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Title: Ultrasound evaluation of site-specific effect of simulated microgravity on articular cartilage
Authors: Wang, Q
Zheng, YP 
Wang, XY
Huang, YP
Liu, MQ
Wang, SZ
Zhang, ZK
Guo, X 
Keywords: Articular cartilage
Simulated microgravity
Surface roughness
Ultrasound biomicroscopy
Issue Date: 2010
Publisher: Elsevier
Source: Ultrasound in medicine and biology, 2010, v. 36, no. 7, p. 1089-1097 How to cite?
Journal: Ultrasound in medicine and biology 
Abstract: Space flight induces acute changes in normal physiology in response to the microgravity environment. Articular cartilage is subjected to high loads under a ground reaction force on Earth. The objectives of this study were to investigate the site dependence of morphological and ultrasonic parameters of articular cartilage and to examine the site-specific responses of articular cartilage to simulated microgravity using ultrasound biomicroscopy (UBM). Six rats underwent tail suspension (simulated microgravity) for four weeks and six other rats were kept under normal Earth gravity as controls. Cartilage thickness, ultrasound roughness index (URI), integrated reflection coefficient (IRC) and integrated backscatter coefficient (IBC) of cartilage tissues, as well as histological degeneration were measured at the femoral head (FH), medial femoral condyle (MFC), lateral femoral condyle (LFC), patello-femoral groove (PFG) and patella (PAT). The results showed site dependence not significant in all UBM parameters except cartilage thickness (p < 0.01) in the control specimens. Only minor changes in articular cartilage were induced by 4-week tail suspension, although there were significant decreases in cartilage thickness at the MFC and PAT (p < 0.05) and a significant increase in URI at the PAT (p < 0.01). This study suggested that the 4-week simulated microgravity had only mild effects on femoral articular cartilage in the rat model. This information is useful for human spaceflight and clinical medicine in improving understanding of the effect of microgravity on articular cartilage. However, the effects of longer duration microgravity experience on articular cartilage need further investigation. (E-mail:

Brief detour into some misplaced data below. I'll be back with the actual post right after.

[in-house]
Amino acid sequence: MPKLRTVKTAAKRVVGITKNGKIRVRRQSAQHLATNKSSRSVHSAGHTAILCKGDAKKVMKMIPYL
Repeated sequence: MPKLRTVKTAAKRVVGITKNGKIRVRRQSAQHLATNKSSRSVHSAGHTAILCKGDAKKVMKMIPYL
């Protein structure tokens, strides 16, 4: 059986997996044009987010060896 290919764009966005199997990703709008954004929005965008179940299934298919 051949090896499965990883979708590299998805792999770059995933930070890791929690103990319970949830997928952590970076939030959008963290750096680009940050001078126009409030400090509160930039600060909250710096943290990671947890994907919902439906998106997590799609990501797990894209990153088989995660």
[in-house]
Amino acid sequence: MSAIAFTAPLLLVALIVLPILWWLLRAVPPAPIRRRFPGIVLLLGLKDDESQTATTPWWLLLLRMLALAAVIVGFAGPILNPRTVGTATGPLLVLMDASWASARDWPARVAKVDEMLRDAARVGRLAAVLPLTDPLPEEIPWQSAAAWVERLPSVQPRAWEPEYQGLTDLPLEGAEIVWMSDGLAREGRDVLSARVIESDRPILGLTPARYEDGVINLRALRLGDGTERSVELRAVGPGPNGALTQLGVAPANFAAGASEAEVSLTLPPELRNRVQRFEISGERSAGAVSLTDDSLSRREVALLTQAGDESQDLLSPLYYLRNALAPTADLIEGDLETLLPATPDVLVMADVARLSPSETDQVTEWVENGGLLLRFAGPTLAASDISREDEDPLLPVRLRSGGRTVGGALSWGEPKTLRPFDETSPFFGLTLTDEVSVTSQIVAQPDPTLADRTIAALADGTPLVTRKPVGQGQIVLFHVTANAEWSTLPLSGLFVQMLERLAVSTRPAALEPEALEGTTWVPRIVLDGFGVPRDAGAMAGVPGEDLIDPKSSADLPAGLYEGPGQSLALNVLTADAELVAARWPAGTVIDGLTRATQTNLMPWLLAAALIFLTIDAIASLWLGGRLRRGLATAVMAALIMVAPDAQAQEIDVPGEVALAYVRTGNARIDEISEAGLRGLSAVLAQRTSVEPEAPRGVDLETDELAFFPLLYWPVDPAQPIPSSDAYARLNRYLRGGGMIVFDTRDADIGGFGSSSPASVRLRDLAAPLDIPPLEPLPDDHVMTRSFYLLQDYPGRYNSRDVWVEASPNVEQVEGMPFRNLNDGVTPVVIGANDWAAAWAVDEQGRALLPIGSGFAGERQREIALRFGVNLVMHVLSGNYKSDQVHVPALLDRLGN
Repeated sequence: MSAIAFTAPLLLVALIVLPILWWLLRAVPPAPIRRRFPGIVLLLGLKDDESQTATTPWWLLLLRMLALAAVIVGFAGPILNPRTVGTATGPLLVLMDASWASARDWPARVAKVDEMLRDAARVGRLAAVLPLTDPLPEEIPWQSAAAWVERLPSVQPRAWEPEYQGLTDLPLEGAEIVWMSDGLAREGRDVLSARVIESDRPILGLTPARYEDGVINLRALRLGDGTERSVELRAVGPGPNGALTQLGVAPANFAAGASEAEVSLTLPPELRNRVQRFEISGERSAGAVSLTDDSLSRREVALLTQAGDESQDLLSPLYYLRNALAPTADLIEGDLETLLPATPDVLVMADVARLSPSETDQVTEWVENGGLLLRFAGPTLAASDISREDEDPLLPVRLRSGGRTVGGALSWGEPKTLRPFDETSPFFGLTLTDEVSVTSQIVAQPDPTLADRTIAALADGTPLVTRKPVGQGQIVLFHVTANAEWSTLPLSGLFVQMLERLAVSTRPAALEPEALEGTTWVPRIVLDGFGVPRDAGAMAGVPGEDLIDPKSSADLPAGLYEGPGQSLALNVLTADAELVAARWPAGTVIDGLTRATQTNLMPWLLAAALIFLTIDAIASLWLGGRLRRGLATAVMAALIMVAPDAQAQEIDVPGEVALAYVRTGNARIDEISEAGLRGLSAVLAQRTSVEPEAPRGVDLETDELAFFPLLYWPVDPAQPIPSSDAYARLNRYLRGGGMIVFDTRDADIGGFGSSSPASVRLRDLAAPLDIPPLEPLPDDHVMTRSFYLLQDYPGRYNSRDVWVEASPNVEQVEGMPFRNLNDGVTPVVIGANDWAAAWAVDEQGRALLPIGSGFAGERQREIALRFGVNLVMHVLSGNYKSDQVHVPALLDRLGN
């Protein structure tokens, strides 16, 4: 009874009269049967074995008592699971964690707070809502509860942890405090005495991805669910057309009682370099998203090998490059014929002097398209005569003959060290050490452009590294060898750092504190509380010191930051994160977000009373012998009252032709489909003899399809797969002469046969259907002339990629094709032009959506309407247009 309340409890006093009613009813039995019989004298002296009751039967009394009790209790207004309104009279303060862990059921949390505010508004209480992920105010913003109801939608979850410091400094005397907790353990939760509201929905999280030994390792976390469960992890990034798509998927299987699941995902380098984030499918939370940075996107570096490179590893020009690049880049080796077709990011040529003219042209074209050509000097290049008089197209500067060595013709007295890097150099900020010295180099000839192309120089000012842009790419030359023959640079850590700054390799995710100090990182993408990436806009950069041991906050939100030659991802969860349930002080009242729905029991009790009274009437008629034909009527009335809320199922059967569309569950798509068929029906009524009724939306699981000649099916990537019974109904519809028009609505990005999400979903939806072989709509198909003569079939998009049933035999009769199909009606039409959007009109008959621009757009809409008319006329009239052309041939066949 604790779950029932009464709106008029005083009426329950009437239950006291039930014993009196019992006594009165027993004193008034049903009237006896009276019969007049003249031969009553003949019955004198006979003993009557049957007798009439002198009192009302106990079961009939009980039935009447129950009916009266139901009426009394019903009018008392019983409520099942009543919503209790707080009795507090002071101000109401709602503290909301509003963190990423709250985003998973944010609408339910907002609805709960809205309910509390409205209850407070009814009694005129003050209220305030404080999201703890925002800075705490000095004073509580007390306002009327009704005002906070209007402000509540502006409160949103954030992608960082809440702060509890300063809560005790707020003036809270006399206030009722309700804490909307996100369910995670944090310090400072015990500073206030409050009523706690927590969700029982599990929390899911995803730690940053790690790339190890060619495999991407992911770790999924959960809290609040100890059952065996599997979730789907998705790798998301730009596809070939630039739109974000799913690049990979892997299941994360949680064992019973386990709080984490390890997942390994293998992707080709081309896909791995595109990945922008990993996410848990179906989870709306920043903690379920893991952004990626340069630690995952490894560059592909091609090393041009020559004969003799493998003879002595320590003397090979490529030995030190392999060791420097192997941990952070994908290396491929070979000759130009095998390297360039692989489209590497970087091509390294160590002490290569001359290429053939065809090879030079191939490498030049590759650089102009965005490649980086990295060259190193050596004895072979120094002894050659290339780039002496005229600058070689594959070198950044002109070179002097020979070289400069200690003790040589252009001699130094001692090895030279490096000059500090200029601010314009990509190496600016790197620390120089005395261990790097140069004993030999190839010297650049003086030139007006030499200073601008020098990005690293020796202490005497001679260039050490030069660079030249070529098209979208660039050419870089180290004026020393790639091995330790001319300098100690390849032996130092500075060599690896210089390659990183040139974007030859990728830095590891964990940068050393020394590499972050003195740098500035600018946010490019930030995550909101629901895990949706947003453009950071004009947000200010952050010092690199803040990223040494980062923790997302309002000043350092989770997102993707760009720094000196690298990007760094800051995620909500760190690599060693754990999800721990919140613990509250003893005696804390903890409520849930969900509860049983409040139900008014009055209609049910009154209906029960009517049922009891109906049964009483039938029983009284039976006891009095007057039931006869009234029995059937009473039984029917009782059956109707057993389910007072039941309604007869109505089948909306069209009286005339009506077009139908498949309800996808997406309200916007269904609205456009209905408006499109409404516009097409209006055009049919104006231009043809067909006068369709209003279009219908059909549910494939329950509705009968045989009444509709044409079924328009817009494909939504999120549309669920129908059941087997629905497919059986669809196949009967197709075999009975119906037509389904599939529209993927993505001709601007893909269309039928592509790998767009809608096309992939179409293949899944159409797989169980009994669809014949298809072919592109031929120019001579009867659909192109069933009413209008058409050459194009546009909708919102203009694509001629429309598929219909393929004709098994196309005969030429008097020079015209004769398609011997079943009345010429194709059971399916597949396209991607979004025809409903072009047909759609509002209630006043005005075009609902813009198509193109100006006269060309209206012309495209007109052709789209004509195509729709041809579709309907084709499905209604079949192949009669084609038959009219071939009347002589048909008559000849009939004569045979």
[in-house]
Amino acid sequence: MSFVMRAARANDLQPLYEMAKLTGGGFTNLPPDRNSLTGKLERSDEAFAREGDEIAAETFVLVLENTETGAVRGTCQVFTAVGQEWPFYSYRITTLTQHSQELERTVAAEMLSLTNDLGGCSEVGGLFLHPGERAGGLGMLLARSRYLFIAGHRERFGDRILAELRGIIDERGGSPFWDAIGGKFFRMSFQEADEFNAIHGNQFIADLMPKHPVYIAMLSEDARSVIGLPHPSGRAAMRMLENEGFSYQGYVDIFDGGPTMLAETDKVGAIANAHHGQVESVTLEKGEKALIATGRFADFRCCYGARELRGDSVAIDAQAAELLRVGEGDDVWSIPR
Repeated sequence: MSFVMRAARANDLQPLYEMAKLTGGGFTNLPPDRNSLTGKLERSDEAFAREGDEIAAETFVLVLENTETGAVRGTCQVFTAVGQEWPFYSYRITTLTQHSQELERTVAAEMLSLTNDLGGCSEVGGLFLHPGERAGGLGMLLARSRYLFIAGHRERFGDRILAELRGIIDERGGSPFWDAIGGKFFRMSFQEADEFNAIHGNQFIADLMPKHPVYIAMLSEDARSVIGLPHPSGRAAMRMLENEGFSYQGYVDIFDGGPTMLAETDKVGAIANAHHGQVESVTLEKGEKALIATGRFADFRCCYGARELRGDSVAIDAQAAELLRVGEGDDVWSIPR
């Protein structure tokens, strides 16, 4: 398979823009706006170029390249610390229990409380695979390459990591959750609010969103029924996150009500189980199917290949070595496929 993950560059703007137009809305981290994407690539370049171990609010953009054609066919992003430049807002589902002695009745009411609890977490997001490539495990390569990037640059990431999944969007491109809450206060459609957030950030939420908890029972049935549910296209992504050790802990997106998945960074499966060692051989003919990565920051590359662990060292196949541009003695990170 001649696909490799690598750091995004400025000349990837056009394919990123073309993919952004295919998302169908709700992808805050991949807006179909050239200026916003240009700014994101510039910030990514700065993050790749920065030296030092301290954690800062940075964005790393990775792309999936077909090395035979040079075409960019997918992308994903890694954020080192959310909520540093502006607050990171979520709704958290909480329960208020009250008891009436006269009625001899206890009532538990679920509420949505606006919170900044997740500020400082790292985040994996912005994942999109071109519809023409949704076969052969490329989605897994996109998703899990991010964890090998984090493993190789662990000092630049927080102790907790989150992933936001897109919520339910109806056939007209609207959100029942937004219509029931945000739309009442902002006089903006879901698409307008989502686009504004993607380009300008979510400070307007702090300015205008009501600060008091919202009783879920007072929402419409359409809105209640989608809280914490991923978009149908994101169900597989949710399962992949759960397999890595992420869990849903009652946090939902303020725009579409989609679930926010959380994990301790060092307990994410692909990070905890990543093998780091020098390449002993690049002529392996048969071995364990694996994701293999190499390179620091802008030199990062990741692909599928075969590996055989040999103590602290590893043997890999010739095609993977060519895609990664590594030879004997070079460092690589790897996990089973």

ISSN: 0301-5629
EISSN: 1879-291X
DOI: 10.1016/j.ultrasmedbio.2010.04.018
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